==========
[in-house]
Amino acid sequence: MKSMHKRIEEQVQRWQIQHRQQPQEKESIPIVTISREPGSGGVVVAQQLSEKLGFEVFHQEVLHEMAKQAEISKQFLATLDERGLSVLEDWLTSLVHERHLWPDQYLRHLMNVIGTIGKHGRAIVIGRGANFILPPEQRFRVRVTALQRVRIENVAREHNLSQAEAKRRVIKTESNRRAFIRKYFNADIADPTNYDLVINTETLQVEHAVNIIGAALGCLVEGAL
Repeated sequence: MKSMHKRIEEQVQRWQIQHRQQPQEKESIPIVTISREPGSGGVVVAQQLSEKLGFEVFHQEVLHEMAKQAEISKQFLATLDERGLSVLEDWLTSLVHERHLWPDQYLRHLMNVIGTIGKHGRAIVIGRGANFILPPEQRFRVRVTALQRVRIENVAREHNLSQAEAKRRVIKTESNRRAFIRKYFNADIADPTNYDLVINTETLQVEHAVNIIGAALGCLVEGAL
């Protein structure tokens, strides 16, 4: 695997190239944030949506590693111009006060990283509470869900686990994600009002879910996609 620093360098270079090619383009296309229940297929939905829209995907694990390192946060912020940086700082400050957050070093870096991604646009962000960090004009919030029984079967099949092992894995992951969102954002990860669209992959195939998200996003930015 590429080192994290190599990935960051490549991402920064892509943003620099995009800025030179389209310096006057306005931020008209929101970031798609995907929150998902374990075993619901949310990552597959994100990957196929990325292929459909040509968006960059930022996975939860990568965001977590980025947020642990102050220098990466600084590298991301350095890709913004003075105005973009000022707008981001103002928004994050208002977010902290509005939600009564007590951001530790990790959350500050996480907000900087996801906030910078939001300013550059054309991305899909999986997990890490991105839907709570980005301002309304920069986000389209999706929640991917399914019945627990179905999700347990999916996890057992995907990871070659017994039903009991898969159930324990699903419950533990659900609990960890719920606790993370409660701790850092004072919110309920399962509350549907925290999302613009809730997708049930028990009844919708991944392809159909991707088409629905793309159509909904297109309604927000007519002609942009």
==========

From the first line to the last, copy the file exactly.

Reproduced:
[in-house]
Amino acid sequence: MKSMHKRIEEQVQRWQIQHRQQPQEKESIPIVTISREPGSGGVVVAQQLSEKLGFEVFHQEVLHEMAKQAEISKQFLATLDERGLSVLEDWLTSLVHERHLWPDQYLRHLMNVIGTIGKHGRAIVIGRGANFILPPEQRFRVRVTALQRVRIENVAREHNLSQAEAKRRVIKTESNRRAFIRKYFNADIADPTNYDLVINTETLQVEHAVNIIGAALGCLVEGAL
Repeated sequence: MKSMHKRIEEQVQRWQIQHRQQPQEKESIPIVTISREPGSGGVVVAQQLSEKLGFEVFHQEVLHEMAKQAEISKQFLATLDERGLSVLEDWLTSLVHERHLWPDQYLRHLMNVIGTIGKHGRAIVIGRGANFILPPEQRFRVRVTALQRVRIENVAREHNLSQAEAKRRVIKTESNRRAFIRKYFNADIADPTNYDLVINTETLQVEHAVNIIGAALGCLVEGAL
């Protein structure tokens, strides 16, 4: 695997190239944030949506590693111009006060990283509470869900686990994600009002879910996609 620093360098270079090619383009296309229940297929939905829209995907694990390192946060912020940086700082400050957050070093870096991604646009962000960090004009919030029984079967099949092992894995992951969102954002990860669209992959195939998200996003930015 590429080192994290190599990935960051490549991402920064892509943003620099995009800025030179389209310096006057306005931020008209929101970031798609995907929150998902374990075993619901949310990552597959994100990957196929990325292929459909040509968006960059930022996975939860990568965001977590980025947020642990102050220098990466600084590298991301350095890709913004003075105005973009000022707008981001103002928004994050208002977010902290509005939600009564007590951001530790990790959350500050996480907000900087996801906030910078939001300013550059054309991305899909999986997990890490991105839907709570980005301002309304920069986000389209999706929640991917399914019945627990179905999700347990999916996890057992995907990871070659017994039903009991898969159930324990699903419950533990659900609990960890719920606790993370409660701790850092004072919110309920399962509350549907925290999302613009809730997708049930028990009844919708991944392809159909991707088409629905793309159509909904297109309604927000007519002609942009």